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The Creation Explanation

Creation Explanation The Age of the Earth

Some Conclusions

The evidence as it has been presented in this chapter indicates that in general the radiometric and non-radiometric clocks used by scientists to time earth events fall short in one or more of the requirements for the ideal clock outlined early in this chapter. In particular the third and fifth requirements and the section entitled "Time Defined and Measured," and the second and third assumptions listed in the recapitulation of assumptions in the discussion bismuth/thallium system are normally met by the usual methods for measuring geological time.

There is no way to determine whether or not the "timer" was set at zero when it was started. As a matter of fact, if the world was crated, it would be expected to display appearances of age from the very beginning. Attempts to date events in earth history, then, would generally be expected to make the earth appear older that it really is.

Similarly, the requirements that the "timer" run at a uniform rate and that it not be disturbed in any way are not subject to experimental verification. It cannot be proved that these requirements have been met over the years since the earth came into existence. However, several kinds of events which could have disturbed the timer or the rate at which it has run are well known. The development of the industrial and other sources of carbon dioxide poured into the atmosphere for several centuries, great solar storms, variations in cosmic radiation, and massive volcanic and tectonic revolutions in the earth's crust are examples of such disturbances. Because of such influences, present methods of estimating the age of the earth and earth structures are open to question.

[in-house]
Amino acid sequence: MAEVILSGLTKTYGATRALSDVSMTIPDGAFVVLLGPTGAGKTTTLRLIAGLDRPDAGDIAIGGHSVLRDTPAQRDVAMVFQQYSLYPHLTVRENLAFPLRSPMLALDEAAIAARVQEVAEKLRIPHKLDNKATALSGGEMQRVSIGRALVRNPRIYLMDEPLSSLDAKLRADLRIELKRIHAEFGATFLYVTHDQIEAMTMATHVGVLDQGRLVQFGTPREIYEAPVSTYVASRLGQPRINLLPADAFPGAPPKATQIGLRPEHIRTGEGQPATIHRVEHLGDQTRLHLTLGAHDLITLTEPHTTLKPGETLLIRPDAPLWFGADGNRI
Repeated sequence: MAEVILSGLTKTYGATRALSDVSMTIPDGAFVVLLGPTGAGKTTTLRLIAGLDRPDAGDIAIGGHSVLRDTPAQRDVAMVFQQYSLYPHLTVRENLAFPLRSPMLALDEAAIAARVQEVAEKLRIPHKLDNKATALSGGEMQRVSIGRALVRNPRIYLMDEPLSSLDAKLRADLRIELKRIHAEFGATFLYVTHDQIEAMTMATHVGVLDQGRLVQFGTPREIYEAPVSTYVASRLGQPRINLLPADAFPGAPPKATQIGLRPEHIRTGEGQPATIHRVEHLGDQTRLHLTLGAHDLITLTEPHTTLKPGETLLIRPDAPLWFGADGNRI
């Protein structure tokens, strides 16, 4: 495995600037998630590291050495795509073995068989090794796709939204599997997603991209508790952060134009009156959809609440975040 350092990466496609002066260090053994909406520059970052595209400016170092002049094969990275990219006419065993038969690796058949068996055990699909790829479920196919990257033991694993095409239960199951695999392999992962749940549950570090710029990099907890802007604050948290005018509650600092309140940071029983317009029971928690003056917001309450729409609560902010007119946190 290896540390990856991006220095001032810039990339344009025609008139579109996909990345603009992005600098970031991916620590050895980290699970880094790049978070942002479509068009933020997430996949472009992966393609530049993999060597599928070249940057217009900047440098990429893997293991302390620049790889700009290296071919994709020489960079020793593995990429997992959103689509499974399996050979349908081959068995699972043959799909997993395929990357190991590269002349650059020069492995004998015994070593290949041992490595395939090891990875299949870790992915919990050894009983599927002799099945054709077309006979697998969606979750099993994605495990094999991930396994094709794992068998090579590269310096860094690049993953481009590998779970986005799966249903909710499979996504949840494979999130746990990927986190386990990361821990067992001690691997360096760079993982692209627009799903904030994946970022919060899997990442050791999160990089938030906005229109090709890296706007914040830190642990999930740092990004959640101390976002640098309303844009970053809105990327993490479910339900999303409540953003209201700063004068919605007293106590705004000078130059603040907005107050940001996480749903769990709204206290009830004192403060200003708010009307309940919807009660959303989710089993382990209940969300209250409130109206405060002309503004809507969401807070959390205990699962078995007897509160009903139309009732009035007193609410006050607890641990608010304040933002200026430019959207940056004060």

Despite all of the questions and problems which can be raised with respect to the secular great-age chronologies, it cannot be denied that a vast structure of results from numerous methods has been assembled by secular science to indicate a great age for the earth. And for us who believe in a young earth because of our understanding of the biblical data pertinent to this issue, it is very important that we admit to ourselves as well as to our critics, that we do not have the answers to all of the questions which face us in this debate. That Christians always be truth-tellers, honest and candid, both with ourselves and with those who are without, is crucially important to our witness in the world. Unbelievers have a right to expect us Christians to be consistently honest and humble in all of our dealings with them. We must do so and leave the results up to the gracious heavenly Father whom we serve. The most important thing is not to win arguments, but to demonstrate and share the love of God.

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